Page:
Vaccines in Adulthood: Which Do You Need? [SPONSORED]

photo: contributed/Nuvance Health
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Dr. Cornelius Ferreira, system chair of primary care, Nuvance Health (photo: Nuvance Health)

By Dr. Cornelius Ferreira, system chair of primary care, Nuvance Health

Getting vaccinated is a lifelong, life-protecting job. Immunity from childhood vaccines can wear off over time. Don’t leave your healthcare provider’s office without making sure you’ve had all the vaccinations you need.

In recognition of National Immunization Awareness month, here are some adult vaccinations that help protect from many life-threatening diseases.

Tetanus, diphtheria, whooping cough (pertussis) (Tdap, Td)

If you haven’t had a dose of Tdap during your lifetime, you need to get a Tdap shot now. This is the adult whooping cough vaccine. All women need to get a dose during each pregnancy. After your initial dose, you need a Td or Tdap booster every 10 years. Consult your doctor if you haven’t had at least three tetanus- and diphtheria-toxoid-containing shots sometime in your life or if you have a deep or dirty wound.

Why it’s important: Tdap can protect you from tetanus (lockjaw), whooping cough (pertussis) and diphtheria, which can lead to breathing problems.

Pneumococcal (Pneumovax 23, PPSV23; Prevnar 13, Prevnar 20, PCV13)

If you are younger than 65 and have a certain high-risk condition, you need one or both vaccines. High-risk populations are those with asthma, heart, lung or kidney disease; and people who are immunosuppressed, smoke or have a nonfunctioning spleen. At age 65 (or older), you will need PPSV23, and you may also be given PCV13 (if you haven’t had it before) after a discussion with your doctor.

Why it’s important: Pneumococcal disease causes infections, such as pneumonia, meningitis and bloodstream infections.

Zoster (shingles)

If you are 50 or older, you should get the two-dose series of the Shingrix brand of the shingles vaccine, even if you were already vaccinated with Zostavax.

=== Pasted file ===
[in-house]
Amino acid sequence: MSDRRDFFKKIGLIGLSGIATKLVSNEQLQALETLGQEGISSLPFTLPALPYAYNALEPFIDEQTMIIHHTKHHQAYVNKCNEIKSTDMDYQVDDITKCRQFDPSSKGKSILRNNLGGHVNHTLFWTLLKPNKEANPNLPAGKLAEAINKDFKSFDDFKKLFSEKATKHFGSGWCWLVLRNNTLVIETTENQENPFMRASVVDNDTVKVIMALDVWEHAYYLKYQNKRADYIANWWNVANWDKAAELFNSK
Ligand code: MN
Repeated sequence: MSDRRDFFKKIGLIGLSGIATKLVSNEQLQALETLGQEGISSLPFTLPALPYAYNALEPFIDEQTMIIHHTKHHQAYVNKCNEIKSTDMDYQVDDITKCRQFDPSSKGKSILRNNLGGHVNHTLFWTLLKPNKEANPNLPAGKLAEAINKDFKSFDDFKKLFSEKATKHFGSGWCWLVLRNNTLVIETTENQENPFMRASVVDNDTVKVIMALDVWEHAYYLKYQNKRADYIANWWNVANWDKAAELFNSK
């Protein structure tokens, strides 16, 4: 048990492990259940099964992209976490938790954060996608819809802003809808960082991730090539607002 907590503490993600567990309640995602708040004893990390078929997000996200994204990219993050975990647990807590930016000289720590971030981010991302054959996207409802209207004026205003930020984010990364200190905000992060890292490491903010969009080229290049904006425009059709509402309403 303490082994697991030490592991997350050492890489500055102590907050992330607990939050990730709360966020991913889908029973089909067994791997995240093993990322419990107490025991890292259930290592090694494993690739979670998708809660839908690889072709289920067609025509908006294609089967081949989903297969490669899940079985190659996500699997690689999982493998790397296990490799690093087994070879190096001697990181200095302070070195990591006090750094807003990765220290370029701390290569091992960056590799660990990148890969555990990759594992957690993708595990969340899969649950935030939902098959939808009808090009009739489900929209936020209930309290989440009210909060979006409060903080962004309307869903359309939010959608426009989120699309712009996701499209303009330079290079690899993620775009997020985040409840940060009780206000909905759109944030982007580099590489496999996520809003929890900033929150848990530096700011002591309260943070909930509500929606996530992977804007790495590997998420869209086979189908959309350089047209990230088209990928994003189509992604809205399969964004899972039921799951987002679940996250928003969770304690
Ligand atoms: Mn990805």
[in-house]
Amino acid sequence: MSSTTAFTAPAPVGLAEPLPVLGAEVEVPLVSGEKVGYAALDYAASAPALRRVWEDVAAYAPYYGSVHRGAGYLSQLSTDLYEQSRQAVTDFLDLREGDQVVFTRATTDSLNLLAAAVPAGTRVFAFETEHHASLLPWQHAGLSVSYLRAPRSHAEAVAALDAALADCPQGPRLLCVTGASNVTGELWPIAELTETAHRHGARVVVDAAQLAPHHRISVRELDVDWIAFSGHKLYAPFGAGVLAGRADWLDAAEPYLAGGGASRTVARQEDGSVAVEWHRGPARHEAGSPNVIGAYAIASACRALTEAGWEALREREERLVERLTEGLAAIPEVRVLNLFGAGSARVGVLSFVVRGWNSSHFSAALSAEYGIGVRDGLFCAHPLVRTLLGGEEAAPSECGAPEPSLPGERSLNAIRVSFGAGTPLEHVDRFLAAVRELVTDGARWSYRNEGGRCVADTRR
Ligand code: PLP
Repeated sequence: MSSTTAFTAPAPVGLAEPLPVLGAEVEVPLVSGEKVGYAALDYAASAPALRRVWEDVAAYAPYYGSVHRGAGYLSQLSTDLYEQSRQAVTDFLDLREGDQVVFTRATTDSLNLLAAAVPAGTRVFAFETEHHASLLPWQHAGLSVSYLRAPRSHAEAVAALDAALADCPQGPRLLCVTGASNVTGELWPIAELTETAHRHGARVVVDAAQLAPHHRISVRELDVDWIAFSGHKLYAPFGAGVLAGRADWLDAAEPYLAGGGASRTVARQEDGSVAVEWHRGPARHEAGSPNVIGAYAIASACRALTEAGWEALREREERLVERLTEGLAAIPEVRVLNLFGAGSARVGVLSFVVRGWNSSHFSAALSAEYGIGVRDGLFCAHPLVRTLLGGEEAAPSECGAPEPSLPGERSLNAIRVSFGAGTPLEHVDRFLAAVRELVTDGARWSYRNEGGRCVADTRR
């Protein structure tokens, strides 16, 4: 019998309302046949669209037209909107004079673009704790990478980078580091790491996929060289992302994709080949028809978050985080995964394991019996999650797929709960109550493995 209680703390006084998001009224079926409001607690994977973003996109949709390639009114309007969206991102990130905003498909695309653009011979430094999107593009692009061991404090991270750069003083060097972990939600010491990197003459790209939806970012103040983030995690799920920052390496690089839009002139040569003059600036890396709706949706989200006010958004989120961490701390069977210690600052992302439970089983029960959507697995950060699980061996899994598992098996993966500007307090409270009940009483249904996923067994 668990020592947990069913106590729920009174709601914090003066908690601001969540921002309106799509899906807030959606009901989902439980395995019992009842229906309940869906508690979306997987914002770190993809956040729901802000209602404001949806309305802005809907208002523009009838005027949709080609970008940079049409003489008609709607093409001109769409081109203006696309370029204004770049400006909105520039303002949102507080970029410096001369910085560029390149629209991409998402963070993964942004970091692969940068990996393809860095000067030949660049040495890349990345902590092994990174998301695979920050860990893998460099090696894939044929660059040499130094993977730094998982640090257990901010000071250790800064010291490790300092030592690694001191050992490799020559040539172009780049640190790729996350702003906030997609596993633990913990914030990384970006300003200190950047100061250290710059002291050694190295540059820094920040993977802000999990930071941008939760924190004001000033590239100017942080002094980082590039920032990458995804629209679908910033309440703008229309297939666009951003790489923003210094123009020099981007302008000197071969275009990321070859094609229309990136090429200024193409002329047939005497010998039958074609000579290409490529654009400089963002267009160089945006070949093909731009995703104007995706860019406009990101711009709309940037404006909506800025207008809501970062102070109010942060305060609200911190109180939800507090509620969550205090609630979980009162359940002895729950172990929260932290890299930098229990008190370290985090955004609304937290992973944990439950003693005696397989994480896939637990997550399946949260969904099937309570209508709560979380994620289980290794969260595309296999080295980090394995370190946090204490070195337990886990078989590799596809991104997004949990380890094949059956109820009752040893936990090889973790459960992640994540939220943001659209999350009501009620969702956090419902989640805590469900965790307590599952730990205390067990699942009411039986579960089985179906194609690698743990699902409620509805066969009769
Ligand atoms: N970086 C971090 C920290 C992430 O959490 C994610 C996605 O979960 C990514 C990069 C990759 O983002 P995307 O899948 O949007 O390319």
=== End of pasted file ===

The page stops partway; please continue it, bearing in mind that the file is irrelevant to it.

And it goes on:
Why it’s important: While not life-threatening, shingles can be very painful.

Human papillomavirus (HPV)

You should get this vaccine if you are age 26 or younger. Adults ages 27 through 45 may also be vaccinated after a discussion with their healthcare provider. The vaccine is usually given in three doses over a six-month period.

Why it’s important: HPV is a common virus that can lead to cancer.

Measles, mumps, rubella (MMR)

You need at least one dose of MMR vaccine if you were born in 1957 or later. You may also need a second dose if you are a healthcare worker or traveling internationally. However, people with weakened immune systems should not get MMR in most cases. Speak to your doctor.

Why it’s important: MMR protects you from measles, a potentially serious disease, as well as mumps and rubella.

These are just some of the vaccinations you may need. Don’t forget about your annual influenza (flu) vaccination, and follow the CDC’s latest guidelines regarding COVID-19 vaccination and booster recommendations. You may need others, too, based on your age, health conditions, job, lifestyle or travel habits.

The best way to stay abreast of the vaccinations you need is to schedule your annual wellness exam or physical where your healthcare provider will review your vaccination history and preventive care needs.

What if I don’t know my vaccination status? To gather information about your status, look at your electronic health records (at Nuvance Health, log in to your Patient Portal), and talk to your parents or other caregivers. Check with your doctor’s office, as well as any previous healthcare providers’ offices, schools and employers. Or contact your state health department to see if it has a registry that includes adult immunizations.

If you can’t find your records, your doctor might be able to do blood tests to see if you are immune to certain diseases that can be prevented by vaccines. You might need to get some again.

Other Centers for Disease Control and Prevention resources that may help include Adult Vaccine Schedule and Adult Vaccine Assessment Tool.

About Nuvance Health

Nuvance Health is a family of award-winning nonprofit hospitals and healthcare professionals in the Hudson Valley and western Connecticut. Nuvance Health combines highly skilled physicians, state-of-the-art facilities and technology, and compassionate caregivers dedicated to providing quality care across a variety of clinical areas, including Cardiovascular, Neurosciences, Oncology, Orthopedics, and Primary Care.

Nuvance Health has a network of convenient hospital and outpatient locations — Danbury Hospital and its New Milford campus, Norwalk Hospital and Sharon Hospital in Connecticut, and Northern Dutchess Hospital, Putnam Hospital and Vassar Brothers Medical Center in New York — plus multiple primary and specialty care physician practice locations, including The Heart Center, a leading provider of cardiology care, and two urgent care offices. Non-acute care is offered through various affiliates, including the Thompson House for rehabilitation and skilled nursing services, and the Home Care organizations. For more information about Nuvance Health, visit our website. TTY: 1-800-421-1220

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